Comparison of Baldwin’s “Sonny’s Blues” and Ellison’s “Battle Royal”

Pages: 1
Words: 291

It seems reasonable to state that black oppression in “Sonny’s Blues” and “Battle Royal” is the primary theme. The latter will be a good option to focus on within the scope of comparing the mentioned stories. In these pieces of writing, despite the liberation of slavery, black people are still emotionally and practically shackled and physically restricted to any legitimate manifestation of achievement without the Whites’ power. As a result of reading the significant works, important historical events may be viewed from a unique perspective.

Within the scope of the similarities, it should be stressed that the narrator in “Sonny’s Blues” is apparently related to the one in “Battle Royal.” Both of them decide not to see and recognize their people’s suffering. This leads to criminal consequences, as well as to an unspoken acceptance of the black stereotype. This is visible from the following citations, “I am not ashamed of my grandparents for being slaves. I am only ashamed of myself for having at one time being ashamed” (Ellison 13). Then, “there’s no way not to suffer. Isn’t it better, then, just to – take it?” (Balwin 41). Sonny, on the other hand, is influenced by violence in his hometown of Harlem. After being apprehended and released from prison, he is determined to get back on track.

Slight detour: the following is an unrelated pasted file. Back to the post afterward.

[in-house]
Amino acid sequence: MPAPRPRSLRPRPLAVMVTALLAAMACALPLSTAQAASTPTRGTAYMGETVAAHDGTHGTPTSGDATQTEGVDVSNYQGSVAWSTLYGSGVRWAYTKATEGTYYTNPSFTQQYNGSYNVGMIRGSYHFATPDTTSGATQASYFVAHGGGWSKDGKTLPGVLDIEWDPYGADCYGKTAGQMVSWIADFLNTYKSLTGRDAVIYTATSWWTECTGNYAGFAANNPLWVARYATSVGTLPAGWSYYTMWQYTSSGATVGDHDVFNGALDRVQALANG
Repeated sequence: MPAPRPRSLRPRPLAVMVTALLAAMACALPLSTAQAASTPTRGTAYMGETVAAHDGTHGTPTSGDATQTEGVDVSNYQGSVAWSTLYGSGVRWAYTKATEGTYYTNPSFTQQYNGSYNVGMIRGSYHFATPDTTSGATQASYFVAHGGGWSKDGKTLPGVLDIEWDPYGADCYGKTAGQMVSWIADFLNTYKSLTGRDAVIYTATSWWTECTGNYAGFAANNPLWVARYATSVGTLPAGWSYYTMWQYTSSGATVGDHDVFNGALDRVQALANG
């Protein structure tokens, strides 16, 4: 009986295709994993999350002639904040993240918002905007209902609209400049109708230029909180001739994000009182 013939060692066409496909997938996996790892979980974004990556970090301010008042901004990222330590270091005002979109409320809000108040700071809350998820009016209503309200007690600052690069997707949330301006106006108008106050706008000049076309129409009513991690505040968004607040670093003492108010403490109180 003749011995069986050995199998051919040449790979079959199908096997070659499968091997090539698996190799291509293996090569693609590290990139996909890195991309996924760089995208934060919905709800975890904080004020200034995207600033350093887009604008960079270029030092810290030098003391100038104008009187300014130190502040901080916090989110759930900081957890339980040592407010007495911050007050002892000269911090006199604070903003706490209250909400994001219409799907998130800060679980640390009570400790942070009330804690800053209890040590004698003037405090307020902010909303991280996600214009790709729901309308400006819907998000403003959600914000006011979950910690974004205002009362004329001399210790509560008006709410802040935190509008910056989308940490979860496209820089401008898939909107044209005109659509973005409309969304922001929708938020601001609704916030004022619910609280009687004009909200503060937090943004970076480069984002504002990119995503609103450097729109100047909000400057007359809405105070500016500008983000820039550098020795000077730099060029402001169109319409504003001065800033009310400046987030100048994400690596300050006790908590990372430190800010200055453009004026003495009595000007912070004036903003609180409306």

In the framework of differences, it should be noticed that while both works contain the issue of identity, “Battle Royal” tends to focus on searching for one’s own personality, and “Sonny’s Blues” tells the story of a man breaking away from his actual one. Ellison’s narrator does not know what his identity is. Sonny, in turn, tries his best to run from the life and responsibilities that are already known and determined to him.

Works Cited

Baldwin, James. “Sonny’s Blues.” NDSU, 1957, Web.

Ellison, Ralph. “Battle Royal.” HCC Learning Web, 1947.